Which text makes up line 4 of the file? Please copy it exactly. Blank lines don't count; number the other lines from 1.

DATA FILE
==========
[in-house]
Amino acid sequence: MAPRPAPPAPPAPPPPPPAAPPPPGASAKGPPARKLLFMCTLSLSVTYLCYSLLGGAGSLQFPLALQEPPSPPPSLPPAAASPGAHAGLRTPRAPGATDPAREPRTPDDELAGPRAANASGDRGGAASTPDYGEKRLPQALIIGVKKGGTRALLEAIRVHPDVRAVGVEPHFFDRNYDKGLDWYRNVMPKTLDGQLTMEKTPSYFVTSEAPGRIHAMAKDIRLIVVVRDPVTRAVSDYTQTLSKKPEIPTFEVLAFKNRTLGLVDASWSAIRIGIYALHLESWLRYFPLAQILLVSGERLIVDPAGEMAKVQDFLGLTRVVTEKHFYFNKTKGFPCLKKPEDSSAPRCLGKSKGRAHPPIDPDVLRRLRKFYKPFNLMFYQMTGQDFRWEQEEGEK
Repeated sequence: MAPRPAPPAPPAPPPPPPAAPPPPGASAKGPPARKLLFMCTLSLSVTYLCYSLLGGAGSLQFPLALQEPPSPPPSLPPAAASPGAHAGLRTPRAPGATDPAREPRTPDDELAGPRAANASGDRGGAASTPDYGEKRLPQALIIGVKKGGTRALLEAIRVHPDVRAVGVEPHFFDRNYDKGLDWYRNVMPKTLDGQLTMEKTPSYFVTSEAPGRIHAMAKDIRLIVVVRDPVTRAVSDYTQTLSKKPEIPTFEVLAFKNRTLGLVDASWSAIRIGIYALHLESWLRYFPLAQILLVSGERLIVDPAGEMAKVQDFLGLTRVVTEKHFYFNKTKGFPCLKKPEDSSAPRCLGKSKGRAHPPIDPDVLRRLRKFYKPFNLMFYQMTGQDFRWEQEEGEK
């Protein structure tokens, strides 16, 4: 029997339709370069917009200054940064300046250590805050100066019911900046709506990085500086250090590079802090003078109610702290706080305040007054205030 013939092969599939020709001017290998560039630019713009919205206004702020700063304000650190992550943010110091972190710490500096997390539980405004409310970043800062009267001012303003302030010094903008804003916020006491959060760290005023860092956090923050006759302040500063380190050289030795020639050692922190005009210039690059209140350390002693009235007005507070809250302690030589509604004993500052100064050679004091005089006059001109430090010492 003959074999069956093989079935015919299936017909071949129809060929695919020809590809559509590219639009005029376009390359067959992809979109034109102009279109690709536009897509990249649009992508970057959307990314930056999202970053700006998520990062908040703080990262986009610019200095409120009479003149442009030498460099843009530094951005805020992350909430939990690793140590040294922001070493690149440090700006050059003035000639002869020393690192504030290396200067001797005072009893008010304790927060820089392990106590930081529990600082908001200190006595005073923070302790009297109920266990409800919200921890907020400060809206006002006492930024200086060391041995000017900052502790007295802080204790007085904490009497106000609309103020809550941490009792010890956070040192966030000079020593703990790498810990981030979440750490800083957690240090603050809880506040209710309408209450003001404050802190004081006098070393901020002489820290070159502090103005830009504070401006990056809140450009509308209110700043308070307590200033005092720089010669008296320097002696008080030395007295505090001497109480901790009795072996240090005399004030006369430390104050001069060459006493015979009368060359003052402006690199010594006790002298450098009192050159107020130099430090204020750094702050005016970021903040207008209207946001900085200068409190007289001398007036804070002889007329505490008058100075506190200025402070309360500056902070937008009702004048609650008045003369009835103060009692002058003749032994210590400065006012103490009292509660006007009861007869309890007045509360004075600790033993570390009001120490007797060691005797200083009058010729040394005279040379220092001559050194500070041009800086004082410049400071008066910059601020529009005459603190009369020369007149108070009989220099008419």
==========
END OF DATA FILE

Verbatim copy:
């Protein structure tokens, strides 16, 4: 029997339709370069917009200054940064300046250590805050100066019911900046709506990085500086250090590079802090003078109610702290706080305040007054205030 013939092969599939020709001017290998560039630019713009919205206004702020700063304000650190992550943010110091972190710490500096997390539980405004409310970043800062009267001012303003302030010094903008804003916020006491959060760290005023860092956090923050006759302040500063380190050289030795020639050692922190005009210039690059209140350390002693009235007005507070809250302690030589509604004993500052100064050679004091005089006059001109430090010492 003959074999069956093989079935015919299936017909071949129809060929695919020809590809559509590219639009005029376009390359067959992809979109034109102009279109690709536009897509990249649009992508970057959307990314930056999202970053700006998520990062908040703080990262986009610019200095409120009479003149442009030498460099843009530094951005805020992350909430939990690793140590040294922001070493690149440090700006050059003035000639002869020393690192504030290396200067001797005072009893008010304790927060820089392990106590930081529990600082908001200190006595005073923070302790009297109920266990409800919200921890907020400060809206006002006492930024200086060391041995000017900052502790007295802080204790007085904490009497106000609309103020809550941490009792010890956070040192966030000079020593703990790498810990981030979440750490800083957690240090603050809880506040209710309408209450003001404050802190004081006098070393901020002489820290070159502090103005830009504070401006990056809140450009509308209110700043308070307590200033005092720089010669008296320097002696008080030395007295505090001497109480901790009795072996240090005399004030006369430390104050001069060459006493015979009368060359003052402006690199010594006790002298450098009192050159107020130099430090204020750094702050005016970021903040207008209207946001900085200068409190007289001398007036804070002889007329505490008058100075506190200025402070309360500056902070937008009702004048609650008045003369009835103060009692002058003749032994210590400065006012103490009292509660006007009861007869309890007045509360004075600790033993570390009001120490007797060691005797200083009058010729040394005279040379220092001559050194500070041009800086004082410049400071008066910059601020529009005459603190009369020369007149108070009989220099008419």